When Carl Icahn (whom we probably owe an apology since we thought a $70/share bid was a pipe dream) first announced that Imclone had a mystery bidder willing to fork over $10/share more than Erbitux partner BMS, he suggested that bid was subject to due diligence, but not financing.
Well, Lilly must have left its moneyclip in its other pants, because here comes the credit card. And it's too late to play credit card roulette.
Just how easy it will be for Lilly--or anyone for that matter--to tap the credit markets for a few billion dollars here or there remains to be seen. The newly passed-into-law $700 gagillion bailout hasn't exactly greased the lending wheels just yet.
Our comprehensive coverage of the deal is at Pink Sheet DAILY, where Jessica Merrill notes that Lilly "intends to finance the acquisition with a combination of cash and debt. The firm expects the debt portion to amount to $2 billion to $3 billion. With today's tight credit markets, funding deals has become far from a sure thing, but Lilly said it remains 'confident' about its ability to finance the transaction."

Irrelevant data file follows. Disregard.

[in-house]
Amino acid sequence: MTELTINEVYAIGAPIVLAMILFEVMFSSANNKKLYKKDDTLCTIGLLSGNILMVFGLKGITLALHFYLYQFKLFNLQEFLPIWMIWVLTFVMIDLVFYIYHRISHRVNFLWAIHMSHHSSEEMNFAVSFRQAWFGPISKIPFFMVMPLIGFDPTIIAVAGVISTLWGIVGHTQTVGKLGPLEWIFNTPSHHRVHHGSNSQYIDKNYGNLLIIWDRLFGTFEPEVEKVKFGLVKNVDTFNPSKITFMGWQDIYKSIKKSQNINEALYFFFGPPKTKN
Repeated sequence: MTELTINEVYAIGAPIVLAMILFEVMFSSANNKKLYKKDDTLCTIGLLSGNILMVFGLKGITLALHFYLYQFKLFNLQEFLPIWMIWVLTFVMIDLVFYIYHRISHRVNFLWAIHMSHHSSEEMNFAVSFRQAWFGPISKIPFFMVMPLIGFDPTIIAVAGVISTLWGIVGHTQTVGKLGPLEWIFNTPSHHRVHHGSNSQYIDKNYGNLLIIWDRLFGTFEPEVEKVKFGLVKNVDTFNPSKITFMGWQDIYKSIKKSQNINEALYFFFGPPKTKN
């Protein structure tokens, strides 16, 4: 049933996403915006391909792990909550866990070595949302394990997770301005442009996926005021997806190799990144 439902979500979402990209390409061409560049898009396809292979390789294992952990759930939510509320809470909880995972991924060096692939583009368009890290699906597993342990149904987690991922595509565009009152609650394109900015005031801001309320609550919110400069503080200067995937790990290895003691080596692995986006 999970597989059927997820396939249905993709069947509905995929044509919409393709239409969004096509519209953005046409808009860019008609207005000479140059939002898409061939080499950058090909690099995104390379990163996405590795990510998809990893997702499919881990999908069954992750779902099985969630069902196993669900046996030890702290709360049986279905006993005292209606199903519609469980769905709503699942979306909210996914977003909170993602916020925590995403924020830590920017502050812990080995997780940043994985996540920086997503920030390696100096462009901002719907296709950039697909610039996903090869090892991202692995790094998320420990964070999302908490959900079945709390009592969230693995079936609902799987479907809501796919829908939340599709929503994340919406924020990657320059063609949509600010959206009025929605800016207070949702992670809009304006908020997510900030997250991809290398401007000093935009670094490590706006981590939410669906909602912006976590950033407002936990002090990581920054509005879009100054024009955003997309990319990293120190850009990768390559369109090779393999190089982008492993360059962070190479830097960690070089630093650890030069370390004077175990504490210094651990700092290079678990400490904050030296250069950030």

Lilly shareholders? Maybe not so much. True it was a particularly bleak day for the markets yesterday (with the exceptions of Imclone, Dendreon, and, probably, Campbell's Soup), but Lilly shares were taken to the woodshed, down nearly 3% on the day. (In comparison, Bristol-Myers was only down 1%, its own fall cushioned by the $1 billion cash it stands to gain from its own 17% stake in Imclone.)
If pharma's rock is the credit crisis, its hard place is the fact that it will likely need to keep spending a ton of cash to access the medicines it has failed to develop on its own. So how will Big Pharmas like Lilly reconcile the two competing realities? Maybe Uncle Sam will help.
Remember the hilariously titled American Jobs Creation Act that allowed companies to repatriate vast sums of cash at much friendlier tax rates? (Ostensibly this was to lead to job creation but in reality the cash flowed mostly unimpeded to shareholders via dividends and share buybacks.)
Pharma has already succeeded in restarting its stalled R&D tax credit, which was tucked into the bailout bill (now known by the gentler acronym TARP), perhaps it is also hard at work lobbying for another AJCA so it can bring home more cash to pay for the alliances and acquisitions it so badly needs to bolster its own R&D.
Meanwhile the debate about whether Lilly paid too much for Imclone will continue. Lilly has clearly signaled its intentions to be part of the upper echelon of oncology companies--along with just about every other Big Pharma--and what you think of Lilly's $70/share Imclone offer will probably boil down to the faith you have in Imclone's pipeline (and Lilly's ability to hang on to the next-generation EGFR inhibitor 11F8).
image from flickr user lennonisgod used under a creative commons license.